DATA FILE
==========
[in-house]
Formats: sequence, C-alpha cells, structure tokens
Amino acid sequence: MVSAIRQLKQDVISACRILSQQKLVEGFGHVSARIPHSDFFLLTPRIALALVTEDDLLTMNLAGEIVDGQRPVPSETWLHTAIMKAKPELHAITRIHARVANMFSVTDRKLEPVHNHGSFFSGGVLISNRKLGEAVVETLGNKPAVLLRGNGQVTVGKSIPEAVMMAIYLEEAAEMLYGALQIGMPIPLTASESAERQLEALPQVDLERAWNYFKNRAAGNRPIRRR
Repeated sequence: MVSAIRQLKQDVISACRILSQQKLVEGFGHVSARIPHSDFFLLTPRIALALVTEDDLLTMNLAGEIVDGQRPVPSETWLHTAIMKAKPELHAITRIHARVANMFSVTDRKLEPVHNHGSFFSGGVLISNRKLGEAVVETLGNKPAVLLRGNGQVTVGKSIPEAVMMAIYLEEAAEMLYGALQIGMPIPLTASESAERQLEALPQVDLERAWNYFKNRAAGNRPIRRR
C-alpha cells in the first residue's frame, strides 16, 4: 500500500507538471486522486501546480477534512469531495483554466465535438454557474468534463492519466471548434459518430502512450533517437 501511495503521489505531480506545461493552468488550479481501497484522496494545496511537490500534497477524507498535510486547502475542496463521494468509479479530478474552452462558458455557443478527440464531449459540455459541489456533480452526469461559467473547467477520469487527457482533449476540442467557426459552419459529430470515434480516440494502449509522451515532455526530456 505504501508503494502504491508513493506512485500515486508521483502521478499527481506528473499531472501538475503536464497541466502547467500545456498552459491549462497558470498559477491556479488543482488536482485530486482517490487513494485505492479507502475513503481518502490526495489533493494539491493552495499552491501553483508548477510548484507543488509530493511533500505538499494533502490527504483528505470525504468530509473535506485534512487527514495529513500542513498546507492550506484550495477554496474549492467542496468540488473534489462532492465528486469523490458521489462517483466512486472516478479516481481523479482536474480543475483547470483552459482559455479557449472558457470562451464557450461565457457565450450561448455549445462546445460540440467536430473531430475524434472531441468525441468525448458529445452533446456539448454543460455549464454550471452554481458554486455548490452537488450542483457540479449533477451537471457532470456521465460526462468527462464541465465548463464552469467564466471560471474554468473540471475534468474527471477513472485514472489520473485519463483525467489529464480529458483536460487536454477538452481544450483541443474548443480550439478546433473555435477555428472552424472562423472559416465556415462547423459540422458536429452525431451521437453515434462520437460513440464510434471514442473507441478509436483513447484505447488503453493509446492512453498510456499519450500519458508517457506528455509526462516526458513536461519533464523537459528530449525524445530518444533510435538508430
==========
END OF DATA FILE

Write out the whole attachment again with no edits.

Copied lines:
[in-house]
Formats: sequence, C-alpha cells, structure tokens
Amino acid sequence: MVSAIRQLKQDVISACRILSQQKLVEGFGHVSARIPHSDFFLLTPRIALALVTEDDLLTMNLAGEIVDGQRPVPSETWLHTAIMKAKPELHAITRIHARVANMFSVTDRKLEPVHNHGSFFSGGVLISNRKLGEAVVETLGNKPAVLLRGNGQVTVGKSIPEAVMMAIYLEEAAEMLYGALQIGMPIPLTASESAERQLEALPQVDLERAWNYFKNRAAGNRPIRRR
Repeated sequence: MVSAIRQLKQDVISACRILSQQKLVEGFGHVSARIPHSDFFLLTPRIALALVTEDDLLTMNLAGEIVDGQRPVPSETWLHTAIMKAKPELHAITRIHARVANMFSVTDRKLEPVHNHGSFFSGGVLISNRKLGEAVVETLGNKPAVLLRGNGQVTVGKSIPEAVMMAIYLEEAAEMLYGALQIGMPIPLTASESAERQLEALPQVDLERAWNYFKNRAAGNRPIRRR
C-alpha cells in the first residue's frame, strides 16, 4: 500500500507538471486522486501546480477534512469531495483554466465535438454557474468534463492519466471548434459518430502512450533517437 501511495503521489505531480506545461493552468488550479481501497484522496494545496511537490500534497477524507498535510486547502475542496463521494468509479479530478474552452462558458455557443478527440464531449459540455459541489456533480452526469461559467473547467477520469487527457482533449476540442467557426459552419459529430470515434480516440494502449509522451515532455526530456 505504501508503494502504491508513493506512485500515486508521483502521478499527481506528473499531472501538475503536464497541466502547467500545456498552459491549462497558470498559477491556479488543482488536482485530486482517490487513494485505492479507502475513503481518502490526495489533493494539491493552495499552491501553483508548477510548484507543488509530493511533500505538499494533502490527504483528505470525504468530509473535506485534512487527514495529513500542513498546507492550506484550495477554496474549492467542496468540488473534489462532492465528486469523490458521489462517483466512486472516478479516481481523479482536474480543475483547470483552459482559455479557449472558457470562451464557450461565457457565450450561448455549445462546445460540440467536430473531430475524434472531441468525441468525448458529445452533446456539448454543460455549464454550471452554481458554486455548490452537488450542483457540479449533477451537471457532470456521465460526462468527462464541465465548463464552469467564466471560471474554468473540471475534468474527471477513472485514472489520473485519463483525467489529464480529458483536460487536454477538452481544450483541443474548443480550439478546433473555435477555428472552424472562423472559416465556415462547423459540422458536429452525431451521437453515434462520437460513440464510434471514442473507441478509436483513447484505447488503453493509446492512453498510456499519450500519458508517457506528455509526462516526458513536461519533464523537459528530449525524445530518444533510435538508430